I have started contributing to open source projects roughly 4 moths ago. This journey started because of OSD600 course of Seneca College. This 4 months were the most exciting of my entire college life. I have contributed to a few projects including a project maintained by PayPal. I have learned many new skills. In this blog I am going to talk about some of the benefits of contributing to open source projects. You may also achieve these benefits by working on open source projects. Also I am going to share my thoughts on deciding on which project to work.
How open source projects helped me
4 months ago I had no clue how to use Git and GitHub properly let alone contributing to a project. Today, I have the confidence that I can work on fixing complicated bugs, implementing a new features, navigating large code base, working with other- more experienced developers and many more.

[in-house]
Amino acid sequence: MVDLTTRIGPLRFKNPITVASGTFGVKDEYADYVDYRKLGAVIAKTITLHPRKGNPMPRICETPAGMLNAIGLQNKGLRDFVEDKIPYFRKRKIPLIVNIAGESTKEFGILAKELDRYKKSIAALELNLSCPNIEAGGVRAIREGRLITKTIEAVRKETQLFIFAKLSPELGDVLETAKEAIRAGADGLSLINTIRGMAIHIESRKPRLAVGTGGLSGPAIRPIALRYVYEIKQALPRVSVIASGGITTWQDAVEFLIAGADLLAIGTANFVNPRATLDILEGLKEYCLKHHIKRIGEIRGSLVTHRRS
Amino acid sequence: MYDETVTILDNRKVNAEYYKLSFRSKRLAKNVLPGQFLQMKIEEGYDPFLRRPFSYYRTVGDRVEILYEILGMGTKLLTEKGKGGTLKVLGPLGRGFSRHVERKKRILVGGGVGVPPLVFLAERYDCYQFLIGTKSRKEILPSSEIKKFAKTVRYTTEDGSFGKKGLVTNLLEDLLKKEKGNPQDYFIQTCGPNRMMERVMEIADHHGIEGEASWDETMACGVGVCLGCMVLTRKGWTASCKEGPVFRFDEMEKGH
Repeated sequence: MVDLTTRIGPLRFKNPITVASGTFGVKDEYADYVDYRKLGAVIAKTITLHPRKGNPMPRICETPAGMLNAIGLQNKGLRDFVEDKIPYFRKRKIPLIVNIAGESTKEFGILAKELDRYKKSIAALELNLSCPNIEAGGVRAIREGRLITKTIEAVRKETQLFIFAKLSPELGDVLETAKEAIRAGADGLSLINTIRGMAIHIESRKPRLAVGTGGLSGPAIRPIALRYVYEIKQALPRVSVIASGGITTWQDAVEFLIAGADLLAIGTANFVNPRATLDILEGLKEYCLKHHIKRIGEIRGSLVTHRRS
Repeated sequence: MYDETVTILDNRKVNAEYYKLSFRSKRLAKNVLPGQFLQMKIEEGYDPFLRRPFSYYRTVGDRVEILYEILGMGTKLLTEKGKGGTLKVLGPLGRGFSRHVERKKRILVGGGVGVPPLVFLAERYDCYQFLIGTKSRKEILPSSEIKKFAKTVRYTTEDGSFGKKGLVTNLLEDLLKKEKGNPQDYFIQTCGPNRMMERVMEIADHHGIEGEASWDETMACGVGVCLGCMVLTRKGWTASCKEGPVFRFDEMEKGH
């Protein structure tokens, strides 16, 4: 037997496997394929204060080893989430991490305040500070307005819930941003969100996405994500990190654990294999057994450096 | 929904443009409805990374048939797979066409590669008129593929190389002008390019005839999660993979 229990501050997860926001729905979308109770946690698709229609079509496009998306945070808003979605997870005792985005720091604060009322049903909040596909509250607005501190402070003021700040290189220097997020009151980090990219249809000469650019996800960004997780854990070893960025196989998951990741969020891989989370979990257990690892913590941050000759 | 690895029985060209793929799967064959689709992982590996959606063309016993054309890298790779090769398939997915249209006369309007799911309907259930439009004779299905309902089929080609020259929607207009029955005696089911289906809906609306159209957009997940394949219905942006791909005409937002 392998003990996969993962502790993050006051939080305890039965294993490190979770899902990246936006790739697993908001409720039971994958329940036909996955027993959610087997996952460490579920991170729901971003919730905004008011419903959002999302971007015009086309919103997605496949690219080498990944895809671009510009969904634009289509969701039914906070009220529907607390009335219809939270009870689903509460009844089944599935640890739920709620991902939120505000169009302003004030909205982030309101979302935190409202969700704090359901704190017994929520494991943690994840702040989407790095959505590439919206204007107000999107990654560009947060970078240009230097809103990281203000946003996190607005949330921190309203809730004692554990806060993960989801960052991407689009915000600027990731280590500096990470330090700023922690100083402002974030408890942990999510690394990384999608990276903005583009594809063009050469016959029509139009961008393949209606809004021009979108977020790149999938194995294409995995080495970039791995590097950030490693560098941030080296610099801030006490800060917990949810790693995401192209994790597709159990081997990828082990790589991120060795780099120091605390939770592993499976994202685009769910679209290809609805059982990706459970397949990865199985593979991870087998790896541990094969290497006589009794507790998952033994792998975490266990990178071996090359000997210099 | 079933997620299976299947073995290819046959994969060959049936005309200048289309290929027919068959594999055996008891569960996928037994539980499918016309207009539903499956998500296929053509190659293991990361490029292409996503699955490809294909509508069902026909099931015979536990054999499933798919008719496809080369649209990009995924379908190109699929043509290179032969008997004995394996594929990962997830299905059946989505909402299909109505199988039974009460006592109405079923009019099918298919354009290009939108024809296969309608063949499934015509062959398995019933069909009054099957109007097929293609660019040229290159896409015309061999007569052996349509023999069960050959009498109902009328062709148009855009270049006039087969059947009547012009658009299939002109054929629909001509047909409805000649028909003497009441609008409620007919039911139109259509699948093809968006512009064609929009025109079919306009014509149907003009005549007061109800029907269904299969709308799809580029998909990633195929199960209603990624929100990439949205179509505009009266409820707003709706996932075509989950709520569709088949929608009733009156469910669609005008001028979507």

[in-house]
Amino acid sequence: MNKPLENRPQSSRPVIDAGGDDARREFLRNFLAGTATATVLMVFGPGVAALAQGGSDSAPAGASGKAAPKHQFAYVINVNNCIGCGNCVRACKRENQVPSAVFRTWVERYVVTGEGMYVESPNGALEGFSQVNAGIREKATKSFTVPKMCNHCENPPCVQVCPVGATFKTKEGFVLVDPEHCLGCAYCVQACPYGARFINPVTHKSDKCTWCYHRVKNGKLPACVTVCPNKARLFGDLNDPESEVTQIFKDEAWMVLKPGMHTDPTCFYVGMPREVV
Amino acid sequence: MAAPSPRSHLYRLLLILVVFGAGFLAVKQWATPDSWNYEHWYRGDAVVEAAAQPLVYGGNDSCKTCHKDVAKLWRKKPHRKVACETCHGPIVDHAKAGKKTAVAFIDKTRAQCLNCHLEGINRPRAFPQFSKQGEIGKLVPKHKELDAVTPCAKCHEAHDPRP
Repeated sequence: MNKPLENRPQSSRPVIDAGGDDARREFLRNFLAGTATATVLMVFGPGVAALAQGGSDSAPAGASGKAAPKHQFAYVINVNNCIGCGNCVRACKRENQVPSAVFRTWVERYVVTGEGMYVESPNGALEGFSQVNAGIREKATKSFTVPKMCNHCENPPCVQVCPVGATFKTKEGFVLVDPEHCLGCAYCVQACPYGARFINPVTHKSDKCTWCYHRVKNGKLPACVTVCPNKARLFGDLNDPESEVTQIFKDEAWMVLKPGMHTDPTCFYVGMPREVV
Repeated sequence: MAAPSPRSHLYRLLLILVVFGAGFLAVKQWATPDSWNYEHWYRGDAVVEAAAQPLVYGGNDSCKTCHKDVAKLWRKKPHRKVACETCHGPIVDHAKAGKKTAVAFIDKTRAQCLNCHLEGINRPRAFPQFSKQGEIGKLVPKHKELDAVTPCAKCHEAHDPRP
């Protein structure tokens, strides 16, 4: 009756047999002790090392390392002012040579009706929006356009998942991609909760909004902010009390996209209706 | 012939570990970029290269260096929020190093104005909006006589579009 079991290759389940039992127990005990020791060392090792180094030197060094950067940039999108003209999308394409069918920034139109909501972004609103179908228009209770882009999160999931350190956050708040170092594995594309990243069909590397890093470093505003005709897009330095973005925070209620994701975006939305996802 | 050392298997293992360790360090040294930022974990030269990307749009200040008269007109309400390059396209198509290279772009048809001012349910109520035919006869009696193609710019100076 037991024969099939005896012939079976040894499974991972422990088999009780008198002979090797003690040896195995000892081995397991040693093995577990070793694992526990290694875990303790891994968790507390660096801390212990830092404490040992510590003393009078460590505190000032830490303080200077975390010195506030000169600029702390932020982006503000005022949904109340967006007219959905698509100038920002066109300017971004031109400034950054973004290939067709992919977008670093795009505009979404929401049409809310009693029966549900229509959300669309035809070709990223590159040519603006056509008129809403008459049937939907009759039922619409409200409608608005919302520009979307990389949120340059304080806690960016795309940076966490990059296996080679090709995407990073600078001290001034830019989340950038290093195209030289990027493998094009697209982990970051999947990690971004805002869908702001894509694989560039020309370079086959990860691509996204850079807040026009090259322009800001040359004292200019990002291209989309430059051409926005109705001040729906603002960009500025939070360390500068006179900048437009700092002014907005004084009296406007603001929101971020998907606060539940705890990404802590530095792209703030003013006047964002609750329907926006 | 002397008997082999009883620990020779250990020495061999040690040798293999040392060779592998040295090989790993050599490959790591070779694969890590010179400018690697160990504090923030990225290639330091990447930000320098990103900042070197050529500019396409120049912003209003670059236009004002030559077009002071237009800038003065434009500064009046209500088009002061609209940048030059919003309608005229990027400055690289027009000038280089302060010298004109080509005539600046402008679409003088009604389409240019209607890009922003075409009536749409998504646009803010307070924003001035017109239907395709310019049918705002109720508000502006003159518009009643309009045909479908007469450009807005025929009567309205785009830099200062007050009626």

I think this one is the most crucial for new developers. All jobs ask for some sort of experience in development and new developers usually struggles to get experience. Of course, if I don’t get a job how do I get experience. We do personal projects to showcase our skills. This is great. Open source projects can help to get development experience. There are tons of projects and tons of things to work on. Big companies also have open source projects. If you work on any of these projects, you can write that in your resume which will definitely add value.
Understanding the code